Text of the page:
BALTIMORE (March 13, 2011) - Attorney General Gansler announced Thursday that his Consumer Protection Division has reached a record $68.5 million dollar settlement with AstraZeneca Pharmaceuticals LP and AstraZeneca LP related to AstraZenecas alleged improper marketing of the antipsychotic drug Seroquel. The settlement is the largest ever multi-state consumer protection-based pharmaceutical settlement. Maryland will receive nearly $2 million dollars as a result of the settlement.
The Consumer Protection Division will be filing a consent decree and complaint in the Circuit Court for Baltimore City against AstraZeneca. The complaint alleges that AstraZeneca engaged in unfair and deceptive trade practices when it marketed Seroquel for off-label uses, which are uses that have not been approved by the U.S. Food and Drug Administration (FDA).
This settlement demonstrates that Maryland is committed to remedying improper marketing by pharmaceutical companies, said Attorney General Gansler.
Seroquel is the brand name for the prescription drug quetiapine fumarate. The complaint alleges that AstraZeneca promoted Seroquel for a number of off-label uses, including for pediatric use, for use in nursing homes for patients with dementia or Alzheimers disease, and for anxiety, depression, and sleep disorders, even though it had not been approved for the treatment of these conditions. Federal law prohibits pharmaceutical manufacturers from marketing their products for off-label uses.
The complaint also alleges that AstraZeneca failed to adequately disclose the drugs potential side effects to health care providers and withheld negative information contained in scientific studies concerning the safety and efficacy of Seroquel.
The settlement agreement requires AstraZeneca to:
refrain from making false, misleading or deceptive claims regarding Seroquel;
refrain from promoting Seroquel for off-label uses;
present information about effectiveness and risk in a balanced manner;
have policies in place to ensure that financial incentives are not given to marketing and sales personnel for off-label marketing;
have policies in place to ensure that AstraZeneca sales personnel do not promote to health care providers who are unlikely to prescribe Seroquel for an FDA-approved use;
report clinical research regarding Seroquel in an accurate, objective and balanced manner; and,
register and post on a publicly accessible website certain AstraZeneca-sponsored clinical studies regarding Seroquel.
In addition, for a six-year period, AstraZeneca must:
refrain from promoting Seroquel using selected symptoms of the FDA-approved diagnoses unless certain disclosures are made regarding the approved diagnoses;
have policies in place to prevent the delivery of samples of Seroquel to health care specialists who are unlikely to prescribe Seroquel for an FDA-approved use;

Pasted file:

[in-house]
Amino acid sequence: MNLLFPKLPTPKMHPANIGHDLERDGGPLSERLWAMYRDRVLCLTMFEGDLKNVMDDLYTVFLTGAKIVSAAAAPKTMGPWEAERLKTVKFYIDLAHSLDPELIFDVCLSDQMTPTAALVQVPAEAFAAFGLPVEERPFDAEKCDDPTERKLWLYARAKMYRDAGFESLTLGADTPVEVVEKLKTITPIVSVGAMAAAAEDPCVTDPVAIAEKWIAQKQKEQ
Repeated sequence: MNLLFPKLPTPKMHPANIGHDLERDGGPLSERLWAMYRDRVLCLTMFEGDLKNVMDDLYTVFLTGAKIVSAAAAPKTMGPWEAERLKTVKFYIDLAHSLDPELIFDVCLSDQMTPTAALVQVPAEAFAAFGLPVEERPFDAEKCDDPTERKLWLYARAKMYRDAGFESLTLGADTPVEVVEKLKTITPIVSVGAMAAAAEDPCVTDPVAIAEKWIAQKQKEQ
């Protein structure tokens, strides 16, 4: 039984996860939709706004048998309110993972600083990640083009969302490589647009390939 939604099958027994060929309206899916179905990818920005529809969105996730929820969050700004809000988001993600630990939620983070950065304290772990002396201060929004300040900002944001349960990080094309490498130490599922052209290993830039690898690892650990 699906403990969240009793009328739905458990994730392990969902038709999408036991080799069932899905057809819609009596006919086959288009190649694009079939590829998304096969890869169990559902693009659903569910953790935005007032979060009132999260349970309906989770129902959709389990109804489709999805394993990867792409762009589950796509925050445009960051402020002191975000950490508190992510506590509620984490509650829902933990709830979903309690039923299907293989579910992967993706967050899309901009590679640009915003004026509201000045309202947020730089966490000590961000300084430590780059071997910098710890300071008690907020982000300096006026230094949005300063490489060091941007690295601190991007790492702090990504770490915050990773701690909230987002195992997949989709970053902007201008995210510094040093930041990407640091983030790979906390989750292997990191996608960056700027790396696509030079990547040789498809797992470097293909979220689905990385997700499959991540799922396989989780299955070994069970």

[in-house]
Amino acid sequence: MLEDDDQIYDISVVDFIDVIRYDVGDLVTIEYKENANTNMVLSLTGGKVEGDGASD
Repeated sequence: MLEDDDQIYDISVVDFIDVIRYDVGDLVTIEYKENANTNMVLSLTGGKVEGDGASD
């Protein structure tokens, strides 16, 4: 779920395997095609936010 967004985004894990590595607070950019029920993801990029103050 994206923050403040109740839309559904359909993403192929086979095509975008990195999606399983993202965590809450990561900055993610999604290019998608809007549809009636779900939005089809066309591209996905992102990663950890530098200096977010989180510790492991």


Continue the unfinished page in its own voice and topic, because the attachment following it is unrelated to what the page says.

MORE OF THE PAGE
require its scientifically trained personnel, rather than its sales and marketing personnel, to develop the medical content of all scientific communications to address requests for information regarding Seroquel from health care providers;
require its scientifically trained personnel to be responsible for the identification, selection, approval, and dissemination of scientific article reprints containing off-label information regarding Seroquel, and that such information not be referred to or used in a promotional manner;
disclose on its website information about medical education grants it makes regarding Seroquel, including continuing medical education grants;
refrain from using any grant to promote Seroquel;
contractually require medical education providers to disclose AstraZenecas financial support of their programs and any financial relationship with faculty and speakers.
For a five-year period, AstraZeneca must publicly post on a website the payments it makes to physicians for performing promotional activities.
The Executive Committee states that investigated the case and negotiated this settlement include Maryland, as well as Arizona, Delaware, District of Columbia, Florida, Illinois, Kansas, Massachusetts, North Carolina, Ohio, Pennsylvania, Vermont.
The participating states in the settlement are: Arizona, California, Colorado, Connecticut, Delaware, District of Columbia, Florida, Hawaii, Idaho, Illinois, Iowa, Kansas, Louisiana, Maine, Maryland, Massachusetts, Michigan, Minnesota, Missouri, Nebraska, Nevada, New Hampshire, New Jersey, New York, North Carolina, North Dakota, Ohio, Oklahoma, Oregon, Pennsylvania, Rhode Island, South Dakota, Tennessee, Texas, Vermont, Washington, West Virginia, and Wisconsin.
Source: Office of Attorney General Gansler